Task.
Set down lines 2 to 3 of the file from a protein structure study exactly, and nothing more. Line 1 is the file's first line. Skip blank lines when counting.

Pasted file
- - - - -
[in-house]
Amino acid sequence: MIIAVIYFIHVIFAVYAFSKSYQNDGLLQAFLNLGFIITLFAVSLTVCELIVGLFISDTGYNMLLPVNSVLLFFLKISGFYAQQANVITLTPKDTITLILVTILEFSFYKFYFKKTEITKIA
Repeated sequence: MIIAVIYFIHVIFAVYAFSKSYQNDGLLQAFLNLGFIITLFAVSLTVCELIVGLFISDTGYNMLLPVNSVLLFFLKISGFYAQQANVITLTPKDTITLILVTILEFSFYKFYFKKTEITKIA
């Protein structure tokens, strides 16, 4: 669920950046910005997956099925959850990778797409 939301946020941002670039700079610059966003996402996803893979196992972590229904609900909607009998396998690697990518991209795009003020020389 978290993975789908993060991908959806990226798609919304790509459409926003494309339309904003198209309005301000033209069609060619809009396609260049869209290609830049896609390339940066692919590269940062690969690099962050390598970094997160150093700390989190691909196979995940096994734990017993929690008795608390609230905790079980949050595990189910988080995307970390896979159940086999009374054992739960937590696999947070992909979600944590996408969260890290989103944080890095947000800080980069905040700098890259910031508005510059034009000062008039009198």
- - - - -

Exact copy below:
Amino acid sequence: MIIAVIYFIHVIFAVYAFSKSYQNDGLLQAFLNLGFIITLFAVSLTVCELIVGLFISDTGYNMLLPVNSVLLFFLKISGFYAQQANVITLTPKDTITLILVTILEFSFYKFYFKKTEITKIA
Repeated sequence: MIIAVIYFIHVIFAVYAFSKSYQNDGLLQAFLNLGFIITLFAVSLTVCELIVGLFISDTGYNMLLPVNSVLLFFLKISGFYAQQANVITLTPKDTITLILVTILEFSFYKFYFKKTEITKIA